Sherpa: A documentary that marks the 2014 Everest expedition Tragedy

A Sherpa on Everest. Image source: Wikipedia

Filmmaker  Jennifer Peedom brings a documentary film that captures the worst tragedy in the highest peak of the world and will keep the audience glued to their seats till the end. ‘Sherpa‘ a feature documentary tells the story of 2014 Everest expedition from the Sherpa’s point of view.

As many as 16 Sherpas, the native guides of Mt Everest died in an avalanche on 18th April 2014. The film focuses on the dangers and hardships the sherpas endure for every climbing season for the fractions of profits the expeditions and the Nepalese government makes at their expense.

“Getting hot towels and tea in the morning on Mt Everest is one of the most enticing feeling in this world” says Tim Medvetz, a mountaineer who prepares to climb Mt Everest. Praying for a safe ascent while their families anxiously await their returns, Sherpas pay their respect to the guards of the mountains.

Doing anything at this altitude can be risky and deadly but lavish summit expeditions designed to make the climb less extreme are the things that endanger the lives of the climbers and the Sherpas alike.

“I wish I had never climbed the mountain, said my father” says Norbu Tenzing Norgay, son of Tenzing Norgay the first ever Sherpa to climb Mt Everest. He says risks can be reduced if people aren’t carrying special machines, heaters and pads (for the clients to sleep comfortably).

poster of the film 'Sherpa' image source Google.
Poster of the film ‘Sherpa’. Image source: Wikipedia.

The documentary highlights the inequity in the cultural rift between the Sherpas who see the climb as a pilgrimage and the climbers who see it as a challenge. Despite the dangers, the Sherpas depend on the expedition. each make around $5000 a season whereas their farming counterpart makes $700 a year!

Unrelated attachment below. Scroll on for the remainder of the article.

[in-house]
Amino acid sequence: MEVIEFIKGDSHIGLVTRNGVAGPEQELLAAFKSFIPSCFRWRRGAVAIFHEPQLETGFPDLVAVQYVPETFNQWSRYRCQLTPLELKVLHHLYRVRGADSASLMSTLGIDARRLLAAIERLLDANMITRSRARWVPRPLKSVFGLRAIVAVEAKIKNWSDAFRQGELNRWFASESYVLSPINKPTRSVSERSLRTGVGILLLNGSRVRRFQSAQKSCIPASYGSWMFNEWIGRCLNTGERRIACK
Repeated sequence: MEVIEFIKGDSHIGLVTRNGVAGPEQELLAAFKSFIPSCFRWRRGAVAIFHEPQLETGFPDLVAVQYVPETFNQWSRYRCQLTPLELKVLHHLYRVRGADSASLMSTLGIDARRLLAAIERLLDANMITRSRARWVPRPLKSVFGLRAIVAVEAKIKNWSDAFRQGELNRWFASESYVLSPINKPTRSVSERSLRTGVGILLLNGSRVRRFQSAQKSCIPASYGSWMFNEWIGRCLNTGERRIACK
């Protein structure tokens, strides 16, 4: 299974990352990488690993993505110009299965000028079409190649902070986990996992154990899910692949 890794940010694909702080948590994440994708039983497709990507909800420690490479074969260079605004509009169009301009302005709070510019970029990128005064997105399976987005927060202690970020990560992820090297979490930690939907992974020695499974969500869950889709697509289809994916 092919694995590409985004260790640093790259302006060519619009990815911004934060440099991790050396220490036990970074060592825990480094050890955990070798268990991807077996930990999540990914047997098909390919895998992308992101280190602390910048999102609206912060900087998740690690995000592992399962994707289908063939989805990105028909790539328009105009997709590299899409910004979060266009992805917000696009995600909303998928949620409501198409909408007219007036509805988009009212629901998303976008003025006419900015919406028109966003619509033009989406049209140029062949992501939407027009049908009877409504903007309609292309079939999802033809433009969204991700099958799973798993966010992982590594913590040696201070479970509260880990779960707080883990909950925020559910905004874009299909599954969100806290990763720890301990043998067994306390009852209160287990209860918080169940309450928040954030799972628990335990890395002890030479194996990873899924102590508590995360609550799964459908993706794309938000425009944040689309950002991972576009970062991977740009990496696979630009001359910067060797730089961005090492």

“The share ($70,000-100,000 each climber pays) goes to the businesses and the government” says Norbu Nogay. “But if you go back a number of years, when somebody died on the Everest, every sherpa was able to build a house, send kids to school and build a tea house, whereas these days it barely covers the cost of the funeral” he adds.

Area where 16 Nepali staffs were killed. Image source: Wikipedia

“16 people dying at the same time is a huge shock. One of them started to sink in the anger that distinctly pointed at the government, they feel that the government has always benefited of the labors of the Sherpas and never put anything back” says Dawa Steven Sherpa, expedition operator.

To try to get more control over their fate, they have started to by pass the climbing business and start their own expeditions, their goal is to keep their and the climber’s life safe if not comfortable on a mountain they revealed.

-by Vrushali Mahajan

Vrushali is pursuing her graduation in Journalism and is an intern at NewsGram. You can reach the author at twitter- Vrushali Mahajan 

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  • Pritam Go Green

    There are always risks associated with these kinds of adventures. It is really disheartening to hear that this incident took place to tragically.